Beating Breast Cancer
By Margie Farnsworth
ONE OF THE PERSISTENT MYTHS about breast cancer is that it most frequently occurs in women who have a family history of the disease.
“I hear that all the time, and it means nothing,” says Dr. Anne Wallace, director of the breast care unit at the Moores UCSD Cancer Center and former chair of the California Breast Cancer Research Council. Women with a family history of breast cancer, either on the mother’s or father’s side, do have a higher risk of developing the disease, but in the vast majority of cases— about 80 percent, says Wallace—there’s no direct family link to the cancer.
Nearly 216,000 women in the United States will be diagnosed with invasive breast cancer this year, and about 40,000 will die from it, according to the American Cancer Society. There currently are more than 2 million women living in the United States who have been treated for the disease, the most common cancer among American women. The average woman, who doesn’t carry an abnormal breast cancer gene, has about a one in eight chance of developing the disease over her lifespan.
As daunting as these statistics appear, the good news is that survival rates for all types of breast cancer are improving across the board, says Wallace, including cases where the cancer has metastasized to other parts of the body. Increasingly, she says, better understanding of the biology of breast cancer and new treatment methods are leading medical science to view breast cancer as a chronic disease rather than a lethal one.
Mammograms remain one of the main tools in the early detection of breast cancer. While breast cancer can develop at any age in adulthood, the chance of its occurring increases with age, and 75 percent of cases are in women over 50.
In addition to an annual clinical exam by a doctor and performing self-examinations each month, women over 40 should have a mammogram every year. Use of MRI technology has been highly touted in recent years as a diagnostic tool for breast cancer, but for most women it should be used as an additional resource to a screening mammogram and one that is ordered by a breastcare specialist, not just a woman’s primary physician, Wallace says. The MRI is expensive, she adds, and indiscriminate use of it led one large insurance company to halt coverage (it has since been reinstated). “MRI use in the right person is fabulous,” Wallace says.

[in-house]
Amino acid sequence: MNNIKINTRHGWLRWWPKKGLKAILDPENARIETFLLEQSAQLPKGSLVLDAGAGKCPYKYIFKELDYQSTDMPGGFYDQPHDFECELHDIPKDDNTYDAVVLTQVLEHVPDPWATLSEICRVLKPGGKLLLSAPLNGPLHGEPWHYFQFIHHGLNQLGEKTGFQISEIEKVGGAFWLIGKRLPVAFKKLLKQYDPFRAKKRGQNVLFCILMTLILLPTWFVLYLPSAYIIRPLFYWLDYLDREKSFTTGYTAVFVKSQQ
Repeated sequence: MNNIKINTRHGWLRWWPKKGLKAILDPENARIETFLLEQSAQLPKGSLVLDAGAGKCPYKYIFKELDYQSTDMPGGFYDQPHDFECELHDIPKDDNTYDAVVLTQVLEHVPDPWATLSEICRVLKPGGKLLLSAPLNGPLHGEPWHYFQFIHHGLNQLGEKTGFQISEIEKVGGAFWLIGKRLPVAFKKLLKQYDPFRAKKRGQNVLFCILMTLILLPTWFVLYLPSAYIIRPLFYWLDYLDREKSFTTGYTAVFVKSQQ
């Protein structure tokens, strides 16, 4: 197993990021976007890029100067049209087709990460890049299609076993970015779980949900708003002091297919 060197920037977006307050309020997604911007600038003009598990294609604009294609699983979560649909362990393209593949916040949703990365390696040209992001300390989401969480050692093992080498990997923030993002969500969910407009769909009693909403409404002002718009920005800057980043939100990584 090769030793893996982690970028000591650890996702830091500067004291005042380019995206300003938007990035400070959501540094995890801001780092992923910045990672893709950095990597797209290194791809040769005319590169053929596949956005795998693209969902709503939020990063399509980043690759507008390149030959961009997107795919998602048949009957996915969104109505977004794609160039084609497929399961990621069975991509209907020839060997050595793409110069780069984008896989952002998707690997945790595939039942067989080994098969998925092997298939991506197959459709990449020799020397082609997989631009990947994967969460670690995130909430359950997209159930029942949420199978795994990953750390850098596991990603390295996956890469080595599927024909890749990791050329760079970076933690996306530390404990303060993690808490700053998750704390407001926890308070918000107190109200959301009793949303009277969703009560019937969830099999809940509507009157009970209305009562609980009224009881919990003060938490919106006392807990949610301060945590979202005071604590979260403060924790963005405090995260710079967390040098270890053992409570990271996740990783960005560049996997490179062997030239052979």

ONE OF THE MOST PROMISING developments in the hormonal treatment of breast cancer involves the manipulation of estrogen in patients, Wallace says. For more than 20 years, the drug tamoxifen, which blocks estrogen’s ability to activate cancer cells, has been shown in some cases to prevent cancer from occurring, progressing or recurring.
A newer class of drugs known as aromatase inhibitors limits the production of estrogen by keeping the hormone androgen from being converted to estrogen in post-menopausal women. Wallace says two recent studies indicate that use of certain aromatase inhibitors after treatment with tamoxifen may be an exceptionally powerful tool in fighting breast cancer.
In a major international study of breast cancer survivors released in October 2003, researchers said women taking the aromatase inhibitor letrozole after completing five years of drug therapy with tamoxifen were significantly less likely to have their breast cancers return than women who were not taking letrozole. In another large study released last March, it was found that women who took tamoxifen for two or three years after surgery to remove breast cancer, and then switched to the aromatase inhibitor exemestane, had fewer recurrences of breast cancer than women who stayed on tamoxifen for five years following surgery. Advancements also are being made in using radiation to treat breast cancer, specifically through a technique called brachytherapy. In this procedure, which involves partial breast irradiation, small radioactive seeds are implanted in tissue around the location of a removed tumor. A much shorter period of radiation is needed—about a week, rather than the standard six-week sessions, Wallace says, and maximum doses of radiation can be used without exposing other tissues or nearby organs.
For breast cancer patients who require reconstruction, Wallace says it’s important to know that such surgery is not considered cosmetic (which is not covered by insurance). “It’s a woman’s right to have both breasts reconstructed for symmetry,” she says. Wallace adds that it’s also a misconception that a woman who has been treated with radiation for breast cancer is not eligible for later reconstructive surgery. “It’s slightly more challenging, but it can be done,” she says.